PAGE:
For most people, yes! The process of obtaining soft water takes away a lot of irritants that cause irritated skin. But that’s not the case for some. The water softening process uses salt or potassium chloride pellets as part of the cleansing process which could introduce an increased amount of sodium while subtracting all of the other minerals. The water contains trace amounts of sodium which, to most, won’t affect the taste of water. Don’t worry, you aren’t drinking ocean water. While the water softener process works for the majority of people, there are still some that experience sensitive skin. There are a few tests and solutions you can conduct to rid of the problem.
Do you react to local water?
The first you should do if you feel you may be sensitive to your softened water is to test the local water. Go to a water source that isn’t connected to your system and see if you get the same reactions. Perhaps a nearby hose, water fountain or shower facility. If you don’t get any reaction, you can narrow it down to something in your water system. If you do get a reaction, your problem isn’t unique to your house.
What is in your soft water?
There are supposed to be regulations around the purity of household water but there are plenty of cases that slip through the cracks. It is always a good idea to test the water in your house for contaminants. All water is allowed to have trace amounts of chemicals; chemicals you do not want. And since it’s allowed, there are some chemicals that may not cause reactions with the vast majority of people but will with you. How lucky are you? In all seriousness, don’t play victim and find out the cause. Everyone deserves to be able to shower in peace.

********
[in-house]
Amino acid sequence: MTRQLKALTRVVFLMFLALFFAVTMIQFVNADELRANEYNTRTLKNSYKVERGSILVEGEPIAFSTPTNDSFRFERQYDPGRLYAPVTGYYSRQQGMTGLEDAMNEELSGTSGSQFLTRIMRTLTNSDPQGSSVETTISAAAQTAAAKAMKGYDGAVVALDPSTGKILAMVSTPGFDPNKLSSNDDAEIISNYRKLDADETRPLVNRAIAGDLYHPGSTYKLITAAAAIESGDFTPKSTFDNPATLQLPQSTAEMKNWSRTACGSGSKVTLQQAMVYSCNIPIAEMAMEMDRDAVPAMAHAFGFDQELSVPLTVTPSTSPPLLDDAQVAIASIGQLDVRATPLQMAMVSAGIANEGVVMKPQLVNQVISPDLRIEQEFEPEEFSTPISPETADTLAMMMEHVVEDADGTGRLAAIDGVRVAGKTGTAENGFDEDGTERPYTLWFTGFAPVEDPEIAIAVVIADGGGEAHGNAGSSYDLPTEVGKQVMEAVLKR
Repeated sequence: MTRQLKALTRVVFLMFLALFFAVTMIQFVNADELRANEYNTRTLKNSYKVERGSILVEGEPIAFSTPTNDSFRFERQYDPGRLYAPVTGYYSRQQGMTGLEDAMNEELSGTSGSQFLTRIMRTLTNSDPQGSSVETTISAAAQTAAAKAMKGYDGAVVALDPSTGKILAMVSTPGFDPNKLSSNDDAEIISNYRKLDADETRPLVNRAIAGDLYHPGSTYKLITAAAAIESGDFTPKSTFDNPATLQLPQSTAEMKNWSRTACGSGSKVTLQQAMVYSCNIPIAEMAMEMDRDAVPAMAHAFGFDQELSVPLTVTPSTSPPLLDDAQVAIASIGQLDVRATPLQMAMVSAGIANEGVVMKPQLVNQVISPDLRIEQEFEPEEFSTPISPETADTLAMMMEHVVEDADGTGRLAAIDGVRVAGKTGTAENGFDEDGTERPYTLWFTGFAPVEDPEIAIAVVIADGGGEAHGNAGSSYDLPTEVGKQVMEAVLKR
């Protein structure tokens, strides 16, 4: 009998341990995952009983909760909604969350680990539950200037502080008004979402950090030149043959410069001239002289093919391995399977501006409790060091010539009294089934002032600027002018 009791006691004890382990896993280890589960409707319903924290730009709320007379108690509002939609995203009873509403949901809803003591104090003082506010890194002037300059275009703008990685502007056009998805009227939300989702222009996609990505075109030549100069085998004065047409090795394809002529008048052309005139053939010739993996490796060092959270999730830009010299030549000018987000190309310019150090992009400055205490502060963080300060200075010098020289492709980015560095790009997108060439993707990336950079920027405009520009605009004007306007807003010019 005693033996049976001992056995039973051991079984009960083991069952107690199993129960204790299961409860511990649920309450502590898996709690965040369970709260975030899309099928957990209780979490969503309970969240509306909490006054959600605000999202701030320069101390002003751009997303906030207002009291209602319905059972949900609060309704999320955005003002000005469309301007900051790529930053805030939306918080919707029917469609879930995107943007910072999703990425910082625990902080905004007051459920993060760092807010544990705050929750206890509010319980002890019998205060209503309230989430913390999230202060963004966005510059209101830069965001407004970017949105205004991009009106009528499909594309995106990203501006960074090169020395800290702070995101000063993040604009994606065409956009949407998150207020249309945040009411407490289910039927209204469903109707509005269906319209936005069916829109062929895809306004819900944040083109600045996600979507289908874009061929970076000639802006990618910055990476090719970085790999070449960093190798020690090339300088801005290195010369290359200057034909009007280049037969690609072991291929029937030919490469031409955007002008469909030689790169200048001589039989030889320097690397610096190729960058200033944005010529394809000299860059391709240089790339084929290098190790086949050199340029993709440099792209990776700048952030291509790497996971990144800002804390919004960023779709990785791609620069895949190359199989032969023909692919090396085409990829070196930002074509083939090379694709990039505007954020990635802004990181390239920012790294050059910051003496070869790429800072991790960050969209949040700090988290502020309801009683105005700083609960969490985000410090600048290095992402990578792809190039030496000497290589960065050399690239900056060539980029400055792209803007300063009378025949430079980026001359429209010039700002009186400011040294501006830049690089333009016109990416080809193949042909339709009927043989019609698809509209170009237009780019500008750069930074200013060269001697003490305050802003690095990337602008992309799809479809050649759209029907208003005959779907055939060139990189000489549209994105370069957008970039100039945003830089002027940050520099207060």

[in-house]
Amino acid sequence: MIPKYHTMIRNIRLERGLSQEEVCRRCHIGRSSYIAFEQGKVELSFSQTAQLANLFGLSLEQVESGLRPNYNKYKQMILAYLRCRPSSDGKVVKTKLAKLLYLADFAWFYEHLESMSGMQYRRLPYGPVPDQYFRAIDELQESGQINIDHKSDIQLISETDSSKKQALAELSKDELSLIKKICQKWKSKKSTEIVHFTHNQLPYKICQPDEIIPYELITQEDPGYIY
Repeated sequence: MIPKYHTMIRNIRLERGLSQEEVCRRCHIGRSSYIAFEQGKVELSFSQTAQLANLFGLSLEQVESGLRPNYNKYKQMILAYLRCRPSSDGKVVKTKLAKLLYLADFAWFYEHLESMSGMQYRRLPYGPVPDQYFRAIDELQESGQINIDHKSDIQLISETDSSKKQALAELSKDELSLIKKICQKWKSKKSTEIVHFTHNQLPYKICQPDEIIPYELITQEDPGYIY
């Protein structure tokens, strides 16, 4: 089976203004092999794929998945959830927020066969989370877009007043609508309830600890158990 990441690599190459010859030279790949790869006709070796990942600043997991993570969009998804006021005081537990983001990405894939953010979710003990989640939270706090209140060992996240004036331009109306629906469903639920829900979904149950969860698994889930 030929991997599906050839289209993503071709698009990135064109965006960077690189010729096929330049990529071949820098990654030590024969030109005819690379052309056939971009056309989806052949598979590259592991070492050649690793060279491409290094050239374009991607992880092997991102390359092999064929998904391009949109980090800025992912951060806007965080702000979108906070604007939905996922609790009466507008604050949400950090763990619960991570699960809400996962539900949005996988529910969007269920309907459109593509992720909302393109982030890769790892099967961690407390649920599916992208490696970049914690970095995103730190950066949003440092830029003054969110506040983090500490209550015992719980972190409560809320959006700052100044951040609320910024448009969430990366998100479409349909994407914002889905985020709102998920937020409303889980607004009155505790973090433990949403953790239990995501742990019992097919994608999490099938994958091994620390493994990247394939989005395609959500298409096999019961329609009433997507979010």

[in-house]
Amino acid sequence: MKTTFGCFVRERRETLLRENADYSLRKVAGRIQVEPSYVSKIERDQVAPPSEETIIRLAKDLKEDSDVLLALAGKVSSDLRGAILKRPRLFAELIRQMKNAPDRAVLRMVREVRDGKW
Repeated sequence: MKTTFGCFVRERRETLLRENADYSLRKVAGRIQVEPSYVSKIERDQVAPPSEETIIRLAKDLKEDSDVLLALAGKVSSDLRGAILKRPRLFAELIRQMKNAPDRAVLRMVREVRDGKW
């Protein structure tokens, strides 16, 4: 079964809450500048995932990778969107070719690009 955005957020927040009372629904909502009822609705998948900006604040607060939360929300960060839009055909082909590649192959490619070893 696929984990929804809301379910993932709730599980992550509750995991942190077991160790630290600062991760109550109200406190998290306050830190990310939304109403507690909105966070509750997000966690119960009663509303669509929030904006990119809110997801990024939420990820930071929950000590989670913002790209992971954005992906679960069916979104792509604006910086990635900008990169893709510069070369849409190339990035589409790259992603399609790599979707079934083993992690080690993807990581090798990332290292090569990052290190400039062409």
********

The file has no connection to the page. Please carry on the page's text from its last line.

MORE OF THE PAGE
One chemical I see pop up often is chlorine. Yes, there can be excess chlorine in your water which is a well known contaminant. Call up your local water provider or send in a sample via mail or buy a water tester to get to the bottom of your issue.
What salt pellets are you using in your water softener system?